Empire strikes back: Raj lessons for Westminster democracy

Screaming headlines declare a hung parliament, a uniquely British expression that captures so eloquently the dilemma posed by the fractured mandate thrown up by the recently concluded election. And this impasse as good as any to revisit Westminster — the mother of all parliaments.

By Kp Ravi

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Published: Fri 14 May 2010, 11:15 PM

Last updated: Thu 2 Apr 2015, 10:27 AM

Indeed even this famous mis-quote of John Bright, the radical liberal politician-cum-orator makes for interesting comparisons with other expressions in common use like the oldest democracy, the largest democracy etc.

Before we wade into serious issues like proportional representations [PR], first past the post system [FPP], the inherent in stability of coalition politics etc, it would be worth doing a short rewind of history to give some context to the contemporary debates. Like in all such discussions the out of the ordinary would always grab one’s attention and the more serious but pallid and colourless facts get left behind. India claims to be the largest democracy and even asserts that it is the oldest, older than even Greece. These endless and pointless arguments are best left behind and let the debate on PR, the challenges of reconciling seemingly unbridgeable visions of policy, take centre stage.

These spats and confrontations are best seen through the prism of the European experience particularly Germany, the on-going dialectics in the US on health care and the Indian altercations on caste etc. Ironically it would appear that the oldest kid on the block here, Albion, the patron saint of all things English will need a lesson or two from the youngest and nosiest of all the Parliaments. India which until very recently was used to single party majority rule has fashioned a way around this problem. Similarly the dreaded Hun may have to teach the Tommie’s the basics in coalition building. Among European countries Germany is a prime example of how to string a consensus to deliver good governance.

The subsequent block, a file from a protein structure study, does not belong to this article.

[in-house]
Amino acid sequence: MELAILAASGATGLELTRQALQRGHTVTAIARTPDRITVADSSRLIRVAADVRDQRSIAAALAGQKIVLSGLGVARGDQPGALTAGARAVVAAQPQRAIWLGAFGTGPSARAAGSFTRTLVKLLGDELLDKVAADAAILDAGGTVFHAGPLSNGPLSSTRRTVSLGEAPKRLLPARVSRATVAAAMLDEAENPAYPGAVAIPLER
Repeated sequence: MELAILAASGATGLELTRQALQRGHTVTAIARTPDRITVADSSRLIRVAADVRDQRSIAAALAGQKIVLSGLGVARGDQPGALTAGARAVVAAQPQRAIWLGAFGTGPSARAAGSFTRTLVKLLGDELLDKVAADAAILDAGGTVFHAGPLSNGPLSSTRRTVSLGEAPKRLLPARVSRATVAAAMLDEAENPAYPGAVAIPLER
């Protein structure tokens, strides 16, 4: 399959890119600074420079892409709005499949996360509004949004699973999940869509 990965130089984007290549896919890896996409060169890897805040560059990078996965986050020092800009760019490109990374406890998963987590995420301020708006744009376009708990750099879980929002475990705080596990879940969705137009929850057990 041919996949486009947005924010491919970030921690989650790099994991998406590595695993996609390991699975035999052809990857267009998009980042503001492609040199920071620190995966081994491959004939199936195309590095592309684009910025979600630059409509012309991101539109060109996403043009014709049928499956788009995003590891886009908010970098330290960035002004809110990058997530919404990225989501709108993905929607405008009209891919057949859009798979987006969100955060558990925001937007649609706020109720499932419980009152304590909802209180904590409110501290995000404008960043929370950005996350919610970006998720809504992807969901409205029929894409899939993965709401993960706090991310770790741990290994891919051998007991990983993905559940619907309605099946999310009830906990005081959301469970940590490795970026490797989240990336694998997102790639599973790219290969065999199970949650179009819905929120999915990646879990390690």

PR is the crux, the crucible on which the entire wheel of British electoral politics is likely to turn and all this is the very antithesis of FPP, which has been the bedrock of British politics from the very beginning. The traditions and the legacy of the MOP rest on this and therefore a switch will not be easy or painless. The crucial question is will the Lib-Dems and Clegg bite the bullet and insist on PR even if it means walking away from sharing power. Foregoing an opportunity that has comes its way after a very long time and perhaps may never come again.

The biggest drawback of PR is the inherent instability, horse-trading and compromises on key elements of a party’s manifesto. Something that the British public is averse to particularly due to their innate sense of keeping things simple and uncomplicated. Decision-making should not be hampered by slow agonising debates, as timing is everything in politics. The British public seems to forget that Churchill fought and won the Battle of Britain under a coalition government: Their Finest Hour came under a regime of two archrivals, the Tories and Labour.

What about the US and India. What has been their track record? How have they managed or mis-managed governance under a system which necessarily brings in its wake shady compromises. A mixed bag of success but nevertheless gives some pointers for the way forward. Though Indian realities are far removed from the European sensibilities it may be worth visiting. Since 1990s coalitions have been the only game in town, the Congress Party has had to kow-tow to regional parties, fringe players and the fragmented Left as well. PR is something that was once hot among the chattering classes in India, not so now. But CMP is now an acronym that is par for the course for every ruling coalition and the Kargil War and every other succeeding crisis, military or economic has been fought under the ambit of common minimum programme.

May be the MOP needs to go back to the Raj, the Empire strikes back.

KP Ravi is a senior marketing and advertising executive based in Dubai

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